Care Guide for Boesemani Rainbowfish — Tank Setup, Breeding, and More – Aquarium Co-Op



One of the most striking and recognizable rainbowfish is the Boesemani rainbow. This schooling fish is prized for its unique-looking, bicolored body and is the perfect statement piece for a medium-sized community aquarium. Find out what it takes to keep this stunning species happy, healthy, and showing off the best colors possible.

What are Boesemani Rainbowfish?

Melanotaenia boesemani has the classic rainbowfish profile with its pointed snout, deep-bodied profile, and large, distinct scales. Males grow to 4 inches (10 cm) in size and display an iridescent blue front half and orange back half. Females are less colorful, have a slimmer body, and tend to stay around 3 inches (8 cm) long. They are currently endangered in the wild, so the Boeseman’s rainbowfish sold in the aquarium hobby are all captive-bred. However, the rainbowfish you see at the pet store are usually 2-inch (5 cm) juveniles that looked washed out and barely resemble their adult counterparts. It can take up to a year of providing good care and high-quality foods for them to color up, but the results are well worth the wait.

What is the lifespan of Boesemani rainbowfish? Depending on the water temperature you keep them at, they can live for about 5–8 years on average, although some hobbyists have reportedly kept them alive for up to 13–15 years.

Boeseman's rainbowfish (Melanotaenia boesemani)

Male Boesemani rainbowfish with the classic blue and orange coloration

How to Set Up an Aquarium for Boesemani Rainbows

This species is found in mountain lakes and tributaries in West Papua, Indonesia and usually dwells in the shallower areas where lots of vegetation grows. Thus, they would appreciate a densely planted tank with areas of open space for swimming. In fact, one of their favorite pastimes is traversing back and forth along the entire length of the aquarium, so we recommend getting a fish tank at least 4 feet (1.2 m) in length once they are fully grown. They tend to hang around the middle to top half of the water column, so keep a tight lid on the tank to prevent fish from escaping.

In general, Boesemani rainbow fish are very hardy and can tolerate a broad spectrum of water parameters. We like to keep them at tropical temperatures between 75–82°F (24–28°C). They can go warmer, but higher temperatures tend to shorten their life span. Although they are originally from mildly alkaline waters, they can easily handle pH of 6–8, and they do enjoy harder water with 8–20 dGH. If your tap water is softer, consider adding some Wonder Shell or Seachem Equilibrium as a mineral supplement.

How many Boesemani rainbow fish should be kept together? As a schooling fish, aim to get six or more rainbows of the same species if possible. Also, try to put together a mix of slightly more females than males because then the boys will display their best colors as they show off to the girls.

What fish can live with Boesemani rainbows? Because of their high activity level, we suggest keeping them with other fast swimmers of a comparable size. This includes other rainbowfish, loaches, barbs, peaceful catfish, gouramis, danios, and medium-sized livebearers. If given the chance, they will eat cherry shrimp, baby fish, and anything else that can fit in their mouths.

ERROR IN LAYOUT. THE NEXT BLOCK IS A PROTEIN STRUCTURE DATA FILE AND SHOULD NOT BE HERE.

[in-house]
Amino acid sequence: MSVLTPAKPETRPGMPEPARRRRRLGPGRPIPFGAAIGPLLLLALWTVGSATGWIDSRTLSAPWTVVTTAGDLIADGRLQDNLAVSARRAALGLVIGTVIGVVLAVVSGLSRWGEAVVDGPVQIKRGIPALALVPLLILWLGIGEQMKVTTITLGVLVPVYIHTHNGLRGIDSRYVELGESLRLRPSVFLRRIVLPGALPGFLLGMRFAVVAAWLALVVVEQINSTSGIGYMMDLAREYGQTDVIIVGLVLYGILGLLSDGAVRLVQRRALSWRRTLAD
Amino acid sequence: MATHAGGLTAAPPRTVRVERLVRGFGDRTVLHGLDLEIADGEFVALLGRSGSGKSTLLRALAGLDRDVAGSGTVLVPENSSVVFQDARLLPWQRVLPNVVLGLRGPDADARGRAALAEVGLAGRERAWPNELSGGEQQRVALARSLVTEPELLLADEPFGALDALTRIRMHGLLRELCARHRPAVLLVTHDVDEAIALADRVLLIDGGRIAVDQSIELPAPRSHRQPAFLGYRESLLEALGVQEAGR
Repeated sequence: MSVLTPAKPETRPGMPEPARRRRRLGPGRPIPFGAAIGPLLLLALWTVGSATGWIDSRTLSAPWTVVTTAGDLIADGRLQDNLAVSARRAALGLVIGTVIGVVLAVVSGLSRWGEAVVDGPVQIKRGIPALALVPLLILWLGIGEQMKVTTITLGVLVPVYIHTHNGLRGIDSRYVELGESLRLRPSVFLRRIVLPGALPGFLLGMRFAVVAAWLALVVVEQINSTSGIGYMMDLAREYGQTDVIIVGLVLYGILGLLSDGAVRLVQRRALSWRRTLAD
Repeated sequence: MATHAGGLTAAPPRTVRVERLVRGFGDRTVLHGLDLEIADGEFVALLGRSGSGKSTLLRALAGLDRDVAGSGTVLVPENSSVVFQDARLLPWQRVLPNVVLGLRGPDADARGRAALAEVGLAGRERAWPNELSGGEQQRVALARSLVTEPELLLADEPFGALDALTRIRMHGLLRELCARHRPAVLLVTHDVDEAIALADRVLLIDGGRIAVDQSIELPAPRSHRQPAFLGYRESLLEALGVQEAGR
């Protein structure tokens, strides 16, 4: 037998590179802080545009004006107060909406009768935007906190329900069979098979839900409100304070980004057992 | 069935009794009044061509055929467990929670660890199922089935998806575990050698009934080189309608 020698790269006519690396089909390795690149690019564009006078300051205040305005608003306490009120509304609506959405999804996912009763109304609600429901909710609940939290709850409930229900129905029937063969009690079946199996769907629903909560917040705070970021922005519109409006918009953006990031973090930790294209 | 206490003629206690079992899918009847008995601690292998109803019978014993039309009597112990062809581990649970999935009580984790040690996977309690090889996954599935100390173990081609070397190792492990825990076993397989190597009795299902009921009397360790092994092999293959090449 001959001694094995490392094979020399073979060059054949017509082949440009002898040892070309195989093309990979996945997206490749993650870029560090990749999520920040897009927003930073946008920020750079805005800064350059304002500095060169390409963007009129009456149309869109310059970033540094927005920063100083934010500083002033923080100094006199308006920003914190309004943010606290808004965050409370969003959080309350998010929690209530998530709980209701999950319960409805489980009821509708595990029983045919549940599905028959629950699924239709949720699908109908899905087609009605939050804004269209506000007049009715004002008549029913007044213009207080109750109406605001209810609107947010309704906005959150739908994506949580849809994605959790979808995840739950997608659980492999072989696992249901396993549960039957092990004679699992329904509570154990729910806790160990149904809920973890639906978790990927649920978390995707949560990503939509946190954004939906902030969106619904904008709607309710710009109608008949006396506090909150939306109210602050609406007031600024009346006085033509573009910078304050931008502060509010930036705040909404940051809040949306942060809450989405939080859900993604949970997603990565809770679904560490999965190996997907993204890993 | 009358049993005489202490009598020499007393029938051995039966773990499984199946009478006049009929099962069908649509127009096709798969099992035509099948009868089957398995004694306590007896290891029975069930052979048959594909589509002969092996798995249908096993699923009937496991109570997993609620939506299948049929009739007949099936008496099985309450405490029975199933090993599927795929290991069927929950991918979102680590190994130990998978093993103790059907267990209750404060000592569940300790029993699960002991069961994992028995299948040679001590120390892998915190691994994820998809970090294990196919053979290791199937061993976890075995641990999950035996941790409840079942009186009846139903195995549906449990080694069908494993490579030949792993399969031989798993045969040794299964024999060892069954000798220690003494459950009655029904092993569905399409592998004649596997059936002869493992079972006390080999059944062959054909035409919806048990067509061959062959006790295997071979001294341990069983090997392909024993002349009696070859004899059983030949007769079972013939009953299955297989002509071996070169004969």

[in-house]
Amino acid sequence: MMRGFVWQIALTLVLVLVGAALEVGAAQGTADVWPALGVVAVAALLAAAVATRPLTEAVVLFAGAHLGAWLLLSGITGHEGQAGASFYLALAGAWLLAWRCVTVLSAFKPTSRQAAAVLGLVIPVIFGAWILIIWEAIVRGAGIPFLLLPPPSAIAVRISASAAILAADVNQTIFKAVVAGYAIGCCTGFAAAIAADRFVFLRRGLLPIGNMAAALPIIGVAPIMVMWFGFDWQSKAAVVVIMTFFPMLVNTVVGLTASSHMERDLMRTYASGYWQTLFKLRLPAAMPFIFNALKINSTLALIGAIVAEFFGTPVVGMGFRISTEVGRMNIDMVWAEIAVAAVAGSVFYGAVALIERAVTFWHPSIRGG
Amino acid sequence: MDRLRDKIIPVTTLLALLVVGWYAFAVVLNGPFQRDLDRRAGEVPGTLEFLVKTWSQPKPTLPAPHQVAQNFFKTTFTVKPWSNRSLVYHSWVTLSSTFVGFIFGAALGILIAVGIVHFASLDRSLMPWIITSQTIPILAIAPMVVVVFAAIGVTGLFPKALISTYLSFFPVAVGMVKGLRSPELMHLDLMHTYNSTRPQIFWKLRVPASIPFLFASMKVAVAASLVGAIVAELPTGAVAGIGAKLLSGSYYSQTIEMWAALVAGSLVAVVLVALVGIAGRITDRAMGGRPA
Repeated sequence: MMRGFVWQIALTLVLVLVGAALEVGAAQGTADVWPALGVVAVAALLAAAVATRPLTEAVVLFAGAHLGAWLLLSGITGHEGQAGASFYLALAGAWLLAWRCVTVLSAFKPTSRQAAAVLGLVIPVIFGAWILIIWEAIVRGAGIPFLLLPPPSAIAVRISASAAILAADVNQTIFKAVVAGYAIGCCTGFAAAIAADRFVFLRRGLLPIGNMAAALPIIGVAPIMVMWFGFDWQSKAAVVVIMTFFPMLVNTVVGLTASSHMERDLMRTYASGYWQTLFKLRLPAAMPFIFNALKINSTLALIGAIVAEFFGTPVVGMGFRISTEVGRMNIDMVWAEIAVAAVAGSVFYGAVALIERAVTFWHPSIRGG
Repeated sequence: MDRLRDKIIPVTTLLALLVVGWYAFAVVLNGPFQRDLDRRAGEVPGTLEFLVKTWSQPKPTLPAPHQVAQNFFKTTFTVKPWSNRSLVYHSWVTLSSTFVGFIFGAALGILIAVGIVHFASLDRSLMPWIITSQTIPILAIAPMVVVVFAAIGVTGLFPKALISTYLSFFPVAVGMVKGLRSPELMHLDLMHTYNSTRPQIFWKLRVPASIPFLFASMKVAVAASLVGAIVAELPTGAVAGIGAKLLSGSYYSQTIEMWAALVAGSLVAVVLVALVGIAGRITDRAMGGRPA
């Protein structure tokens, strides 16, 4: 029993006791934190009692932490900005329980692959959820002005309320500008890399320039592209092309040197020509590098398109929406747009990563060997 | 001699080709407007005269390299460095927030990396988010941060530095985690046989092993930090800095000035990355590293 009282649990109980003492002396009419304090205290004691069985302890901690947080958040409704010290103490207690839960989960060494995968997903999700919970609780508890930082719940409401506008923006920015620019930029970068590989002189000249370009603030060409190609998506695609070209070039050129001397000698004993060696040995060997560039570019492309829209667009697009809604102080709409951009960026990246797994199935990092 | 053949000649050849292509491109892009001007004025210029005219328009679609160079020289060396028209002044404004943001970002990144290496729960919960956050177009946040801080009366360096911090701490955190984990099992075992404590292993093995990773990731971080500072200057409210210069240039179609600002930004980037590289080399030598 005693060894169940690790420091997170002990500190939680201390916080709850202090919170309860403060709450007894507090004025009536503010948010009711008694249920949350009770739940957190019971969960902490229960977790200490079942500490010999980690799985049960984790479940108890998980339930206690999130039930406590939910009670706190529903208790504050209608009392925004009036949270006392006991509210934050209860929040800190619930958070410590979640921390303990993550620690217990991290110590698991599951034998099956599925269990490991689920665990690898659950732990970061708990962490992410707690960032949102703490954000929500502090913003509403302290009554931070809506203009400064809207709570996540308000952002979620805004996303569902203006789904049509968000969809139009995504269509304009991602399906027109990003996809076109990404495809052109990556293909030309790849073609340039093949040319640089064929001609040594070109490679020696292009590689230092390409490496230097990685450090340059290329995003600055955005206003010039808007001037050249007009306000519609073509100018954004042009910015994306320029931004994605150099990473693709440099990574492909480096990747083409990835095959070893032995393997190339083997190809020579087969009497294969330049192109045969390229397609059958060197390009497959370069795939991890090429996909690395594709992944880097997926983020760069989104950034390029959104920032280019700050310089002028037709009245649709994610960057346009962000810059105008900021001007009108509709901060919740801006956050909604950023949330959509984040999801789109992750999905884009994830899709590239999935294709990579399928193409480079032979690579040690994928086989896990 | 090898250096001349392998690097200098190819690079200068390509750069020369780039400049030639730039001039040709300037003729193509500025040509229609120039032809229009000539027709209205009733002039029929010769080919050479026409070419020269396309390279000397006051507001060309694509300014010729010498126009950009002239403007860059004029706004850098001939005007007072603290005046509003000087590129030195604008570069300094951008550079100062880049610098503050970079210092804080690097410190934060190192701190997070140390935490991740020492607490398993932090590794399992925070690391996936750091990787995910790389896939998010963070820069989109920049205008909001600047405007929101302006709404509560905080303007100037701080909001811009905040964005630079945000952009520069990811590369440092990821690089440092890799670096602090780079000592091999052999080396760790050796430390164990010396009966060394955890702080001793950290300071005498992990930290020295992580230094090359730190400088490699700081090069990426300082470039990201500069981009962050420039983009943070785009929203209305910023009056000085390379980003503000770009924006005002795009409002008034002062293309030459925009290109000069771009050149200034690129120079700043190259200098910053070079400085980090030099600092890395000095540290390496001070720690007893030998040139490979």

Boesemani rainbowfish in planted community tank

Boesemani rainbows are active schooling fish that get along well with other peaceful tank mates.

What do Boesemani Rainbowfish Eat?

These omnivores are not picky eaters and will happily eat anything you drop in the tank, but they do prefer meatier foods if given the choice. For optimal health, provide a variety of dry, frozen, and live foods to ensure they get all the essential nutrients and vitamins they need. Rainbowfish have smaller mouths in proportion to their bodies, so feed them appropriate-sized foods — such as krill flakes, Vibra Bites, frozen bloodworms, daphnia, and brine shrimp.

How to Breed Boesemani Rainbows

Boesemanis are one of the easier rainbowfish to spawn, but their tiny fry can be difficult to raise. Start by making sure you have both males and females, and condition them for breeding with heavier feedings. Set up a spawning tank with slightly alkaline pH, warmer temperature, and a sponge filter that won’t suck up the babies. Place the adults in the prepared tank with a DIY spawning mop. The male will develop a white stripe on his head and do a shimmying dance to attract a female. Each day they will release a small batch of eggs, and after 7–10 days, you can either remove the parents or remove the eggs to prevent the adults from predating on the fry.

Three to five times a day, feed the newborns a diet of powdered fry food, vinegar eels, infusoria, and other miniscule foods. Keep the water clean with small, frequent water changes to remove the uneaten food. Eventually, graduate them to eating baby brine shrimp, which will help them to grow fast and healthy. Boesemani rainbowfish have a longer grow-out time compared to many other fish, but they are a lot of fun to breed and will one day grow into beautiful adults.

Juvenile Boesemani rainbowfish

Juveniles Boesemani rainbows are nearly unrecognizable at first because they don’t have their full adult coloration.

To get your own Boesemani rainbows, check out our list of preferred online retailers to see what they have in stock. Also, if you’re looking for a slightly smaller species that fits in a 20-gallon long or 29-gallon aquarium, read about the dwarf neon rainbowfish.


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